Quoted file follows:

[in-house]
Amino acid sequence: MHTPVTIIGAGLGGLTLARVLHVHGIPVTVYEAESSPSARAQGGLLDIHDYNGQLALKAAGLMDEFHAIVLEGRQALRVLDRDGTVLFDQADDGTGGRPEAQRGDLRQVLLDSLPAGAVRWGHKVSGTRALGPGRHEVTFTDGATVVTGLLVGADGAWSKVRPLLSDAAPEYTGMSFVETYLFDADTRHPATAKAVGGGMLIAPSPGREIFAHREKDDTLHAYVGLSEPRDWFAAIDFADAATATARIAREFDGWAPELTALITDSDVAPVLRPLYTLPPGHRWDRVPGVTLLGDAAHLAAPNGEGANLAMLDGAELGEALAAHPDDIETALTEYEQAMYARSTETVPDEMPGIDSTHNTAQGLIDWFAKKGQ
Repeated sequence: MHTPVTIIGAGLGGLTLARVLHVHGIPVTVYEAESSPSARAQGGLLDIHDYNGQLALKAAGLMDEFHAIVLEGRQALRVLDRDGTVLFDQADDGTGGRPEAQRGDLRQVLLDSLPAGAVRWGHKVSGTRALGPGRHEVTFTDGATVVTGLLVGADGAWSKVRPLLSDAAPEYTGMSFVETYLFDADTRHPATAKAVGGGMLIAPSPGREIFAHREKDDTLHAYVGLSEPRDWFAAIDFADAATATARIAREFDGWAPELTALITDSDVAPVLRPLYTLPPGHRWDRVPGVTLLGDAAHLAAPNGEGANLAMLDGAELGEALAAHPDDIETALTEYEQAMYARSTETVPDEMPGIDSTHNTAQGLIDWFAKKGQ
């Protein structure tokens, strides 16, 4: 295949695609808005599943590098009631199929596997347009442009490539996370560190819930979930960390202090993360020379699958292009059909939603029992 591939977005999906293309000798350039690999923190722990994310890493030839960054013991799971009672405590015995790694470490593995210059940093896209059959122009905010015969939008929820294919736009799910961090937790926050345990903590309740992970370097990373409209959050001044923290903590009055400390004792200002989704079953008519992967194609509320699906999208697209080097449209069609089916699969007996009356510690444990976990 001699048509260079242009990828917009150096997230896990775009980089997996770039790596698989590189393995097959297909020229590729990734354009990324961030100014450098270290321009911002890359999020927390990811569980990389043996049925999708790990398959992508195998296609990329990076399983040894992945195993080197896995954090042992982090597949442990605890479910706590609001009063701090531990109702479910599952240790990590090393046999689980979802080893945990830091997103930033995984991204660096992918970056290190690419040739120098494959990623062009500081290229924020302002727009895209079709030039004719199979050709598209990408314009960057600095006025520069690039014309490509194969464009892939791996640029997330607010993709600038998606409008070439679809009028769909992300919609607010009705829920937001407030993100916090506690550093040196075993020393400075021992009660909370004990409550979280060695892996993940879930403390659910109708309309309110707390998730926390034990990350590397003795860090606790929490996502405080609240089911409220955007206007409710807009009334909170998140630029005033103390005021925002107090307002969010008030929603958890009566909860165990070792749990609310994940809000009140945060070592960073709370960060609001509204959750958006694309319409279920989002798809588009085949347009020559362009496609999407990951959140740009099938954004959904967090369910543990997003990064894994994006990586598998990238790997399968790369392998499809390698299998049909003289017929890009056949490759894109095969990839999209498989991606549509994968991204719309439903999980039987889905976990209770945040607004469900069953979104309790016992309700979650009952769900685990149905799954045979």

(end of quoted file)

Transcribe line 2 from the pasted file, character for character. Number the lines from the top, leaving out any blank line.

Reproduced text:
Amino acid sequence: MHTPVTIIGAGLGGLTLARVLHVHGIPVTVYEAESSPSARAQGGLLDIHDYNGQLALKAAGLMDEFHAIVLEGRQALRVLDRDGTVLFDQADDGTGGRPEAQRGDLRQVLLDSLPAGAVRWGHKVSGTRALGPGRHEVTFTDGATVVTGLLVGADGAWSKVRPLLSDAAPEYTGMSFVETYLFDADTRHPATAKAVGGGMLIAPSPGREIFAHREKDDTLHAYVGLSEPRDWFAAIDFADAATATARIAREFDGWAPELTALITDSDVAPVLRPLYTLPPGHRWDRVPGVTLLGDAAHLAAPNGEGANLAMLDGAELGEALAAHPDDIETALTEYEQAMYARSTETVPDEMPGIDSTHNTAQGLIDWFAKKGQ